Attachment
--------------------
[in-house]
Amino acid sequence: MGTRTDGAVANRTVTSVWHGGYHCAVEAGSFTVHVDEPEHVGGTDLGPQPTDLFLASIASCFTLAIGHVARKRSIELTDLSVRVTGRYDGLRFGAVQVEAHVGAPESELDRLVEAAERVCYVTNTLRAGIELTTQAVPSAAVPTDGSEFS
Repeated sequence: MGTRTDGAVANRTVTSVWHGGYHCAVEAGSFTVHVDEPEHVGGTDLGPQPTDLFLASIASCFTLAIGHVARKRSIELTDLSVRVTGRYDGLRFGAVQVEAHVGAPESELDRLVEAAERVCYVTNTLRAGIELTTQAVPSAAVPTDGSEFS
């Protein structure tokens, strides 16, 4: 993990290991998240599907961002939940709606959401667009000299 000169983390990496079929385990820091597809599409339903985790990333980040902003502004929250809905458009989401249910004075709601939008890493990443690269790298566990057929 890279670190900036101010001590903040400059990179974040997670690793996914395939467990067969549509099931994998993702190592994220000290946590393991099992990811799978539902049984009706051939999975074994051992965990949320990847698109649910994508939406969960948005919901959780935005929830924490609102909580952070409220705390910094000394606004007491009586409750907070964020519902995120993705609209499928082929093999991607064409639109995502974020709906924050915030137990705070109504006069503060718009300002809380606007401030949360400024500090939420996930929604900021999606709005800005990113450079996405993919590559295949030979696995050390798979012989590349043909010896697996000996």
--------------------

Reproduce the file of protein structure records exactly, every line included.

[in-house]
Amino acid sequence: MGTRTDGAVANRTVTSVWHGGYHCAVEAGSFTVHVDEPEHVGGTDLGPQPTDLFLASIASCFTLAIGHVARKRSIELTDLSVRVTGRYDGLRFGAVQVEAHVGAPESELDRLVEAAERVCYVTNTLRAGIELTTQAVPSAAVPTDGSEFS
Repeated sequence: MGTRTDGAVANRTVTSVWHGGYHCAVEAGSFTVHVDEPEHVGGTDLGPQPTDLFLASIASCFTLAIGHVARKRSIELTDLSVRVTGRYDGLRFGAVQVEAHVGAPESELDRLVEAAERVCYVTNTLRAGIELTTQAVPSAAVPTDGSEFS
């Protein structure tokens, strides 16, 4: 993990290991998240599907961002939940709606959401667009000299 000169983390990496079929385990820091597809599409339903985790990333980040902003502004929250809905458009989401249910004075709601939008890493990443690269790298566990057929 890279670190900036101010001590903040400059990179974040997670690793996914395939467990067969549509099931994998993702190592994220000290946590393991099992990811799978539902049984009706051939999975074994051992965990949320990847698109649910994508939406969960948005919901959780935005929830924490609102909580952070409220705390910094000394606004007491009586409750907070964020519902995120993705609209499928082929093999991607064409639109995502974020709906924050915030137990705070109504006069503060718009300002809380606007401030949360400024500090939420996930929604900021999606709005800005990113450079996405993919590559295949030979696995050390798979012989590349043909010896697996000996």